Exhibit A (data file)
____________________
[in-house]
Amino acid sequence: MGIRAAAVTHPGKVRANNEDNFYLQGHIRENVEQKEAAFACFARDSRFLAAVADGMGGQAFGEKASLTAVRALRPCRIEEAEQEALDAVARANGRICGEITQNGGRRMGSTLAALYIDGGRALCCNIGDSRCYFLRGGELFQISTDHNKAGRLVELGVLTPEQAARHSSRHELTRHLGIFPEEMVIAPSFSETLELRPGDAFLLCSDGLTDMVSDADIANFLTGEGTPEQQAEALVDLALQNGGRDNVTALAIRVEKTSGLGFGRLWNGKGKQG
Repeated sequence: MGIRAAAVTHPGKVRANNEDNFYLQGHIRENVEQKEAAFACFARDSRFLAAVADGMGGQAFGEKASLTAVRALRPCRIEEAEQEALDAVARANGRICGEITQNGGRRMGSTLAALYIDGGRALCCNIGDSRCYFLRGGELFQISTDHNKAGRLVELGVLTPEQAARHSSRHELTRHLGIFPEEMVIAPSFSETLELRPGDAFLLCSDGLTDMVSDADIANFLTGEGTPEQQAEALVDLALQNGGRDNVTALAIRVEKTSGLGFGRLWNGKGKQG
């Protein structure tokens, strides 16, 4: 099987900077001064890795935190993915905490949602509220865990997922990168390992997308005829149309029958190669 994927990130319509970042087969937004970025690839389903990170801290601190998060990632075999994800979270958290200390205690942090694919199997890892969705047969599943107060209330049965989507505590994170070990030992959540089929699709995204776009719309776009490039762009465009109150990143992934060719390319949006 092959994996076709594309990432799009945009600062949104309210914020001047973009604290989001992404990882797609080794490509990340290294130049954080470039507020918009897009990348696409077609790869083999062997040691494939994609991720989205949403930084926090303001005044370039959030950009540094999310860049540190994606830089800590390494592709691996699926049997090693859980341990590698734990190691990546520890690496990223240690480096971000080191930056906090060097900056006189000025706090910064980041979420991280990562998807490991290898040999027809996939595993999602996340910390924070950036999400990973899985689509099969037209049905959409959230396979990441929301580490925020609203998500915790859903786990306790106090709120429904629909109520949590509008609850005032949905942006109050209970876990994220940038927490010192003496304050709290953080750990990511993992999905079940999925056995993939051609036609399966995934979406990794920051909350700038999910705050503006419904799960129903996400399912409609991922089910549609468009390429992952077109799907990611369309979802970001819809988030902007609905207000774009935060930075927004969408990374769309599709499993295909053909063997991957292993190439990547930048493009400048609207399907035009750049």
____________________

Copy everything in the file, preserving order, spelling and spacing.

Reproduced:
[in-house]
Amino acid sequence: MGIRAAAVTHPGKVRANNEDNFYLQGHIRENVEQKEAAFACFARDSRFLAAVADGMGGQAFGEKASLTAVRALRPCRIEEAEQEALDAVARANGRICGEITQNGGRRMGSTLAALYIDGGRALCCNIGDSRCYFLRGGELFQISTDHNKAGRLVELGVLTPEQAARHSSRHELTRHLGIFPEEMVIAPSFSETLELRPGDAFLLCSDGLTDMVSDADIANFLTGEGTPEQQAEALVDLALQNGGRDNVTALAIRVEKTSGLGFGRLWNGKGKQG
Repeated sequence: MGIRAAAVTHPGKVRANNEDNFYLQGHIRENVEQKEAAFACFARDSRFLAAVADGMGGQAFGEKASLTAVRALRPCRIEEAEQEALDAVARANGRICGEITQNGGRRMGSTLAALYIDGGRALCCNIGDSRCYFLRGGELFQISTDHNKAGRLVELGVLTPEQAARHSSRHELTRHLGIFPEEMVIAPSFSETLELRPGDAFLLCSDGLTDMVSDADIANFLTGEGTPEQQAEALVDLALQNGGRDNVTALAIRVEKTSGLGFGRLWNGKGKQG
């Protein structure tokens, strides 16, 4: 099987900077001064890795935190993915905490949602509220865990997922990168390992997308005829149309029958190669 994927990130319509970042087969937004970025690839389903990170801290601190998060990632075999994800979270958290200390205690942090694919199997890892969705047969599943107060209330049965989507505590994170070990030992959540089929699709995204776009719309776009490039762009465009109150990143992934060719390319949006 092959994996076709594309990432799009945009600062949104309210914020001047973009604290989001992404990882797609080794490509990340290294130049954080470039507020918009897009990348696409077609790869083999062997040691494939994609991720989205949403930084926090303001005044370039959030950009540094999310860049540190994606830089800590390494592709691996699926049997090693859980341990590698734990190691990546520890690496990223240690480096971000080191930056906090060097900056006189000025706090910064980041979420991280990562998807490991290898040999027809996939595993999602996340910390924070950036999400990973899985689509099969037209049905959409959230396979990441929301580490925020609203998500915790859903786990306790106090709120429904629909109520949590509008609850005032949905942006109050209970876990994220940038927490010192003496304050709290953080750990990511993992999905079940999925056995993939051609036609399966995934979406990794920051909350700038999910705050503006419904799960129903996400399912409609991922089910549609468009390429992952077109799907990611369309979802970001819809988030902007609905207000774009935060930075927004969408990374769309599709499993295909053909063997991957292993190439990547930048493009400048609207399907035009750049």